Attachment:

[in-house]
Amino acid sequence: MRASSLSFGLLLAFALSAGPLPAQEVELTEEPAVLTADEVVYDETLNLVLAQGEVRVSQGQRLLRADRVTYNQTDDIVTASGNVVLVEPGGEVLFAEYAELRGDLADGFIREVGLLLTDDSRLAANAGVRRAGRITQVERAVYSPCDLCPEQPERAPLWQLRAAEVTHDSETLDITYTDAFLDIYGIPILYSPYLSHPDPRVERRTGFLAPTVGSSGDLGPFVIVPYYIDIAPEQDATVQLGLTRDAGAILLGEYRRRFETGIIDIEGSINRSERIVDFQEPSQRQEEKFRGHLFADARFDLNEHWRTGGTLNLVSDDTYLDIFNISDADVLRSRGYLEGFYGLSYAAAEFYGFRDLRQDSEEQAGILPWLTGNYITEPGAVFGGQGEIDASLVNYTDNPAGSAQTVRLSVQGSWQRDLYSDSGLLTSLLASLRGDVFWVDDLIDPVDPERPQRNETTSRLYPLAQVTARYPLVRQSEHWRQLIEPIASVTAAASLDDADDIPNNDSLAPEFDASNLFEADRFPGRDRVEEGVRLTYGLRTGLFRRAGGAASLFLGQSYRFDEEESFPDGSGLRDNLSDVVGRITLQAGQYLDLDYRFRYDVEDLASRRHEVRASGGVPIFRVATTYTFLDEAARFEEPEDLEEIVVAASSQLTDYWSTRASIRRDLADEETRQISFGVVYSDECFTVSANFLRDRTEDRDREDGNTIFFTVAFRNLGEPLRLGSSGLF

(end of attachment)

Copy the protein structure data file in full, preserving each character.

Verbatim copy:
[in-house]
Amino acid sequence: MRASSLSFGLLLAFALSAGPLPAQEVELTEEPAVLTADEVVYDETLNLVLAQGEVRVSQGQRLLRADRVTYNQTDDIVTASGNVVLVEPGGEVLFAEYAELRGDLADGFIREVGLLLTDDSRLAANAGVRRAGRITQVERAVYSPCDLCPEQPERAPLWQLRAAEVTHDSETLDITYTDAFLDIYGIPILYSPYLSHPDPRVERRTGFLAPTVGSSGDLGPFVIVPYYIDIAPEQDATVQLGLTRDAGAILLGEYRRRFETGIIDIEGSINRSERIVDFQEPSQRQEEKFRGHLFADARFDLNEHWRTGGTLNLVSDDTYLDIFNISDADVLRSRGYLEGFYGLSYAAAEFYGFRDLRQDSEEQAGILPWLTGNYITEPGAVFGGQGEIDASLVNYTDNPAGSAQTVRLSVQGSWQRDLYSDSGLLTSLLASLRGDVFWVDDLIDPVDPERPQRNETTSRLYPLAQVTARYPLVRQSEHWRQLIEPIASVTAAASLDDADDIPNNDSLAPEFDASNLFEADRFPGRDRVEEGVRLTYGLRTGLFRRAGGAASLFLGQSYRFDEEESFPDGSGLRDNLSDVVGRITLQAGQYLDLDYRFRYDVEDLASRRHEVRASGGVPIFRVATTYTFLDEAARFEEPEDLEEIVVAASSQLTDYWSTRASIRRDLADEETRQISFGVVYSDECFTVSANFLRDRTEDRDREDGNTIFFTVAFRNLGEPLRLGSSGLF